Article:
This is a personal favorite of mine. If you start waking up early and keep a dream journal, you increase your chances of having lucid dreams, out of body experiences, or astral projections. Say what? If you don’t know what this is, I’ll let you look it up. I had my first out of body experience by accident. It got me totally hooked on the topic! As creative types, we have a proclivity to explore the dream realm. If this resonates with you, I really encourage you to follow your curiosity here!
Are You Ready to Wake Up Early?
That’s 12 ways you can benefit from waking up early. What if you woke up early for a week straight? Or a month? Or a year!? Imagine what you would get done or how your life would be different? I woke up early for a whole year and it drastically changed my life!
Jeff Finley’s new book ‘Wake Up: The Morning Routine That Will Change Your Life’ comes out April 14th. It will teach you how to establish the wake-up-early habit for yourself, build the perfect morning routine, and help you begin your path to self-discovery and self-mastery. Look for it on his website MakerMistaker.com or on Amazon.
Skull Vectors for Days
When we first thought to create a new skull vector pack, we thought we’d simply update some of our older stuff. Perhaps add a few new skulls, refresh them and polish them up like a shiny new pair of shoes.
After all, we have some great stuff and skulls never get old, now do they?
But here’s what happened – We reached out to some really great friends and kind of got carried away.
What came about was a…
BRAND. NEW. SET.
Ninety eight brand new skulls and related vectors. Yes, completely new content created by seven talented folks we know and love, including Jeff Finley, Steve Knerem, Blake Stevenson, Michael Hinkle, Justin Sobota, Scott Fuller and Go Media’s own internal designer Jordan Wong.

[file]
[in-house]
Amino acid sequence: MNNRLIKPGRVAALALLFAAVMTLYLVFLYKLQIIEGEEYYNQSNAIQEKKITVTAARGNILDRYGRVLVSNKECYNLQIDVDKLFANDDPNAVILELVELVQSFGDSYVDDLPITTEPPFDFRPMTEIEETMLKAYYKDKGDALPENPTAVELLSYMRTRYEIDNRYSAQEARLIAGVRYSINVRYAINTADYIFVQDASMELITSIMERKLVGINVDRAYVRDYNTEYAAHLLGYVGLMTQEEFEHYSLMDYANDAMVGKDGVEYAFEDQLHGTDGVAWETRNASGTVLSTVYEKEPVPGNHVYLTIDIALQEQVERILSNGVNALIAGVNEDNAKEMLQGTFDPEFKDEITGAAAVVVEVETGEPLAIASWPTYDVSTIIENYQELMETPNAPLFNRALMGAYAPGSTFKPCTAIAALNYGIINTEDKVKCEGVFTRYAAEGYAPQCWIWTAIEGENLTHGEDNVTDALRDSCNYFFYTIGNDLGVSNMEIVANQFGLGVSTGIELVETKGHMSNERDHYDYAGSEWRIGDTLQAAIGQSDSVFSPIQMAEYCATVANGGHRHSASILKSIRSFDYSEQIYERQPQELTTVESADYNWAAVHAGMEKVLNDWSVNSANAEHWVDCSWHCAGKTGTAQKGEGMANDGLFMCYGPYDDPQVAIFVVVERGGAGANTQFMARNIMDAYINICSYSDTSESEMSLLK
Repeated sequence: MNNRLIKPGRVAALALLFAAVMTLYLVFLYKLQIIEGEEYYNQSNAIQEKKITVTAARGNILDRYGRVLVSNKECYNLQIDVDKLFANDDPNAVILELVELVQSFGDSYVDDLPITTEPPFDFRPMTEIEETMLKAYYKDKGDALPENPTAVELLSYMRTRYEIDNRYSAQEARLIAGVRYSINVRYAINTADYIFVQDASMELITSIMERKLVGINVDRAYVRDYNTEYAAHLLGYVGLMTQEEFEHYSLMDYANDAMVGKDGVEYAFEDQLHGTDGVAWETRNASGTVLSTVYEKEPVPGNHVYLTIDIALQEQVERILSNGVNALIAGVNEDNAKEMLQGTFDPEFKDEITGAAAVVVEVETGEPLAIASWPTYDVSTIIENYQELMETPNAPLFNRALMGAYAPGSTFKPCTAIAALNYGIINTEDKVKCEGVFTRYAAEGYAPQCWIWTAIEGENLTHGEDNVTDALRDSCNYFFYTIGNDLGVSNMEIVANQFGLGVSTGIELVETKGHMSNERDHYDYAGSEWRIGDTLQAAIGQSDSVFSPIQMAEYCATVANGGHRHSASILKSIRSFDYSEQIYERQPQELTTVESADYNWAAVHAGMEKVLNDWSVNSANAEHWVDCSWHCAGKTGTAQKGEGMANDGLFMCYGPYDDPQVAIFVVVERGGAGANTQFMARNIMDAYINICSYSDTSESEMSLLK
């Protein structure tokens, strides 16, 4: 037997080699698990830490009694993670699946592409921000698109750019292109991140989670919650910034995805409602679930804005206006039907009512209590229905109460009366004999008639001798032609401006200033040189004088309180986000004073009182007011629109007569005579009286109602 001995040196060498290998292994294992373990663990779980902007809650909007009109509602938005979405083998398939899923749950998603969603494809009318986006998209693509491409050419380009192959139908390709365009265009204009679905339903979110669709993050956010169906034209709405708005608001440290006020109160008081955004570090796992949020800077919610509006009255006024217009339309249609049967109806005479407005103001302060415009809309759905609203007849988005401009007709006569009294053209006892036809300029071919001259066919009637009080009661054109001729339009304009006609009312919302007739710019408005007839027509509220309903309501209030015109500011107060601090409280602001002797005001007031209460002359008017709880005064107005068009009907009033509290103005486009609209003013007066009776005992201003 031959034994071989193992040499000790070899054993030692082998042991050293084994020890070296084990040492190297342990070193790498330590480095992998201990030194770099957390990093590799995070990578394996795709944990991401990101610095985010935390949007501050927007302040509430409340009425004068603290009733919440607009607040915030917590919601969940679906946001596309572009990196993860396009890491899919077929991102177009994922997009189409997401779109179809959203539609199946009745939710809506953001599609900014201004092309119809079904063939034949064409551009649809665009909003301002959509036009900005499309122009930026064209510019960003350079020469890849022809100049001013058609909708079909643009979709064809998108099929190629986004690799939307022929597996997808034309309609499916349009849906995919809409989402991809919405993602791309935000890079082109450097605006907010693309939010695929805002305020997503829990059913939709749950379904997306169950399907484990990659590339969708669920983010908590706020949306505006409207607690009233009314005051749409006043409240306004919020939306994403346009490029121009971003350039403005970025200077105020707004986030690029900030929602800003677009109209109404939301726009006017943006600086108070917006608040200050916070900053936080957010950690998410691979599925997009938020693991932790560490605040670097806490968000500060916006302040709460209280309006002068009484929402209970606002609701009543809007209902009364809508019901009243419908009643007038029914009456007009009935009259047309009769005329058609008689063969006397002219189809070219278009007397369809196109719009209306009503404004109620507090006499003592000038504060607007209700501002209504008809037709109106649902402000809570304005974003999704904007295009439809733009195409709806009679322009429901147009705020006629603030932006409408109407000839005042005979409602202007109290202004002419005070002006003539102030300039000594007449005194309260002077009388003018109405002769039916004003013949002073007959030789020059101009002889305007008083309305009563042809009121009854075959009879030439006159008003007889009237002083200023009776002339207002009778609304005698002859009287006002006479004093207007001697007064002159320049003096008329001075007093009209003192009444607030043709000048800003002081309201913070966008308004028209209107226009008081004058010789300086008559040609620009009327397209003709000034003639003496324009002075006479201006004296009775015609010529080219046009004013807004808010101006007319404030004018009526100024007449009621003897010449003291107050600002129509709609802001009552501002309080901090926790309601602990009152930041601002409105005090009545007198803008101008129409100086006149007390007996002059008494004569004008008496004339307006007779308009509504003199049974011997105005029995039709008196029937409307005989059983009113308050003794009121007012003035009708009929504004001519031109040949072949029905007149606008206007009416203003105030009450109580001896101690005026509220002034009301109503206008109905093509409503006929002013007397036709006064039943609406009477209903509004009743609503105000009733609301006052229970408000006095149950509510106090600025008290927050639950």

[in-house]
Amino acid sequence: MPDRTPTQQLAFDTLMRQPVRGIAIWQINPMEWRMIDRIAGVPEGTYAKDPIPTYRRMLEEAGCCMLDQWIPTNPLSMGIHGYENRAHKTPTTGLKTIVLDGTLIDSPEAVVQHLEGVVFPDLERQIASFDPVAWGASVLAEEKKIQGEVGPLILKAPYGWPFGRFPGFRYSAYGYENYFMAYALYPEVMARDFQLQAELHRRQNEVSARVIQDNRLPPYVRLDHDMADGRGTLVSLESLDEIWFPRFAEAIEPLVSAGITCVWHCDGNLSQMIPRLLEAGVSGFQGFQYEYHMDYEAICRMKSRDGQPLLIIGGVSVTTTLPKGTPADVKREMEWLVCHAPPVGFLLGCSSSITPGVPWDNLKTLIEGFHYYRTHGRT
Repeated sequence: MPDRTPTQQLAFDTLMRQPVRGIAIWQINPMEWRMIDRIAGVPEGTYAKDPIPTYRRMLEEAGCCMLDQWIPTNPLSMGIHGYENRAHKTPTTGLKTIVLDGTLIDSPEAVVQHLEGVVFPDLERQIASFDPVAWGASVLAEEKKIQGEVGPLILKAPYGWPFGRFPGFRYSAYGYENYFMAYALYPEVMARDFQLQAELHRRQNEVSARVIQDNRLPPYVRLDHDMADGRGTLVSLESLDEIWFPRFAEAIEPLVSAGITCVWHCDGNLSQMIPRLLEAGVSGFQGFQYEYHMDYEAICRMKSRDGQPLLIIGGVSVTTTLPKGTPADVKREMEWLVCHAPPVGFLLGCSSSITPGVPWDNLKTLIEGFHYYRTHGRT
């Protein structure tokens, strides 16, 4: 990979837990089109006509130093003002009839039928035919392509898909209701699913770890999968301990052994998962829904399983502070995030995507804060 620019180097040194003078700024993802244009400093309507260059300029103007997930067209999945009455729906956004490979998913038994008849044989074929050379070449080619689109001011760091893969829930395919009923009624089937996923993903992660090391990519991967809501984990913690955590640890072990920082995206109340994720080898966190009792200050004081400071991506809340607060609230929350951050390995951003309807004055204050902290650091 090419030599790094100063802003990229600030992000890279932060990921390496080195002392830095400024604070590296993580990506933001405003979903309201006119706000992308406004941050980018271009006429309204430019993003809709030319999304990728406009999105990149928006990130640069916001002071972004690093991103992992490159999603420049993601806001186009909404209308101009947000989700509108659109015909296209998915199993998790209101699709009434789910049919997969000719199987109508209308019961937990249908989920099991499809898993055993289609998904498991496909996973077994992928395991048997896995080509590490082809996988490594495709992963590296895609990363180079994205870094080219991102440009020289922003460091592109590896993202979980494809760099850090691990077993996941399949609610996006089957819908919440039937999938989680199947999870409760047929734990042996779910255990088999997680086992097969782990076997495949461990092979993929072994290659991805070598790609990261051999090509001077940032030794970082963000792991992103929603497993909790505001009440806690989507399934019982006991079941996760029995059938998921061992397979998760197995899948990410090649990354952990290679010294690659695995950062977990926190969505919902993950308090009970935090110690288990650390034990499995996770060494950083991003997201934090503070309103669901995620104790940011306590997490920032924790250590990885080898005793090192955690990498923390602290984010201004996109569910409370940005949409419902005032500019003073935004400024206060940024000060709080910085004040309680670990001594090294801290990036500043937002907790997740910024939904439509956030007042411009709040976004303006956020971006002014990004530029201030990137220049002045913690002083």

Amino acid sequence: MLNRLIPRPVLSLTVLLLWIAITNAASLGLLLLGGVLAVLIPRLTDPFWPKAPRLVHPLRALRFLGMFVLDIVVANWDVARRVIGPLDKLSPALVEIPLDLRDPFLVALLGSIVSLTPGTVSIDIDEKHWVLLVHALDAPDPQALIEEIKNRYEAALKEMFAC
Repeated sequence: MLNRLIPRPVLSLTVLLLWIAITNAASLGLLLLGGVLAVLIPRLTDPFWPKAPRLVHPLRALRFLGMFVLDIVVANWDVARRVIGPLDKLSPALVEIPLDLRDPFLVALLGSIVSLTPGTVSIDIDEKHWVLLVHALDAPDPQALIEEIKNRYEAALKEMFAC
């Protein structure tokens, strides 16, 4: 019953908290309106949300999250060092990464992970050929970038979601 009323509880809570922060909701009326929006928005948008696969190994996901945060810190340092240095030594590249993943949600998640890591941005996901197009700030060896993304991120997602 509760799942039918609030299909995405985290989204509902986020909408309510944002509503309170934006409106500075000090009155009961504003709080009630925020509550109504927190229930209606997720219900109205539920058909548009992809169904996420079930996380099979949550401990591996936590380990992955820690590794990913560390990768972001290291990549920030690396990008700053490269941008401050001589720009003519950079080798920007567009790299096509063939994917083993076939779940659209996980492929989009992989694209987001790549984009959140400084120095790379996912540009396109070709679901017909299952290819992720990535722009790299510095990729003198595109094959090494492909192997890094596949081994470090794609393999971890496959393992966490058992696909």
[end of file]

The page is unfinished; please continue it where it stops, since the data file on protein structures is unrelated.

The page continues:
With this set, you’ll grab these must-have 98 vectors in total. Here’s how they shake out:
- 10 vectors from Steve
- 12 vectors each from Jeff, Michael, Scott and Jordan
- 20 vectors each from Blake and Justin
Don’t believe me when I say they’re incredible? Well let’s just let the visuals speak for themselves.
…See! Told you they were awesome!
DO. THIS. THING.
Looking for more awesome products? Hop on over to our Arsenal for more!
Go Media Cleveland Creative Studio: Our 2014 in 3 Minutes
Go Media is so much more than a creative studio.
Small in number, we are mighty in what we set out to achieve each and every year – from our passionate web design, logo, branding and print design projects, to our product Arsenal, our blog, our subscription based mockup sites (Mockup Everything and Shirt Mockup), video series (On the Map) and annual design conference (Weapons of Mass Creation Fest).
Not to mention the other hijinks that ensue throughout the year due to our collective love for design, community, life. Enjoy our look-back on 2014.
We hope to see you in 2015!
About Go Media:
What does great design mean to you?
For some, it’s all about sales and results. For others, it’s about winning that next big award. At Go Media, a Cleveland web design, branding and print design studio, great design is the product of passion, purpose, and possibility. It’s a place where the art of communication is expressed in ways that surprise and satisfy our clients.
Our Ohio City headquarters is buzzing with artists, strategists and enthusiasts who approach each new project with an eye for detail and an ear for objectives. The result? Visually stunning concepts that captivate, compel purchase and even earn a few awards.
How can we help you express your next big idea? Get Started Here!
How to Brand Your Apparel Line: Keys to Success
“It’s a common misconception that a brand is a company’s logo,” Go Media Partner graphic designer extraordinaire Jeff Finley notes in his book, Thread’s Not Dead. “That’s just part of it. Some experts say that a company’s brand is the “gut feeling” in their audience. The brand is actually a combination of all experiences that a person has with a company. When you think of every interaction as “branding” you can begin to shape the way people feel about your company in a natural way.”
So just how did our favorite clothing brands build their brands and what can you learn from them?
Read on as we talk shop with Jeff and friends Ben Scrivens from popular apparel brand Fright Rags, visual media designer Lain Lee and Hallie Perrin and Chris Miles, both from Cleveland based printing company Jakprints.
Consistency is Key
“The most important thing in branding is consistency. You need consistency in your designs, website, packaging, and social media presence. You need consistency in the way you talk to customers, how you answer the phone, what your email signature says, and the verbiage on your website, etc. The number one thing to remember is you are setting and meeting customer expectations.” – Jeff Finley, Author, Thread’s Not Dead